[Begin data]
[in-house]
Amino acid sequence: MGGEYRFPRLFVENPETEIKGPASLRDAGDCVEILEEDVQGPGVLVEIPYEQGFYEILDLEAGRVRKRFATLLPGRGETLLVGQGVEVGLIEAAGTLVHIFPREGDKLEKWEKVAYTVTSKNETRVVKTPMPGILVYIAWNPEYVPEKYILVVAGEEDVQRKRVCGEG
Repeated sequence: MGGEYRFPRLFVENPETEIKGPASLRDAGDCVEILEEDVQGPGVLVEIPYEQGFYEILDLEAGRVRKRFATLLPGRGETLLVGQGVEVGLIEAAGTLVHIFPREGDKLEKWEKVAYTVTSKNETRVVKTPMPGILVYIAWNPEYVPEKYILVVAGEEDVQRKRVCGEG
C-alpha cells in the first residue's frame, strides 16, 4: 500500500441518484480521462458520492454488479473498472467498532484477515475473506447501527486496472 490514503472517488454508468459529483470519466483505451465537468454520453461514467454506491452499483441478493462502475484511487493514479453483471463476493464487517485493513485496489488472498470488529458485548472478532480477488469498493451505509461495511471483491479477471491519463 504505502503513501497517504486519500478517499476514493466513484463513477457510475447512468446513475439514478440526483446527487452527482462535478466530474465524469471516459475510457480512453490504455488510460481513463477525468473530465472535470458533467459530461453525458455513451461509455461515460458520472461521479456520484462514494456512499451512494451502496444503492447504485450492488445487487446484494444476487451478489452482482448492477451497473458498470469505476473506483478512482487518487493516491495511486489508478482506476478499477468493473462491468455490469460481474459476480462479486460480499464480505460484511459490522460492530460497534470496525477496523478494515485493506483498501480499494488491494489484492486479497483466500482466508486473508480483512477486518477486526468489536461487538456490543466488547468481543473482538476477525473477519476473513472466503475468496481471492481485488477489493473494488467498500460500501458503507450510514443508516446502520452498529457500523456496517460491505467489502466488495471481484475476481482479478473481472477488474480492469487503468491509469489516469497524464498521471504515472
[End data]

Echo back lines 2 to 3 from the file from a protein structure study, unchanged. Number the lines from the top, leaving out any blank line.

Amino acid sequence: MGGEYRFPRLFVENPETEIKGPASLRDAGDCVEILEEDVQGPGVLVEIPYEQGFYEILDLEAGRVRKRFATLLPGRGETLLVGQGVEVGLIEAAGTLVHIFPREGDKLEKWEKVAYTVTSKNETRVVKTPMPGILVYIAWNPEYVPEKYILVVAGEEDVQRKRVCGEG
Repeated sequence: MGGEYRFPRLFVENPETEIKGPASLRDAGDCVEILEEDVQGPGVLVEIPYEQGFYEILDLEAGRVRKRFATLLPGRGETLLVGQGVEVGLIEAAGTLVHIFPREGDKLEKWEKVAYTVTSKNETRVVKTPMPGILVYIAWNPEYVPEKYILVVAGEEDVQRKRVCGEG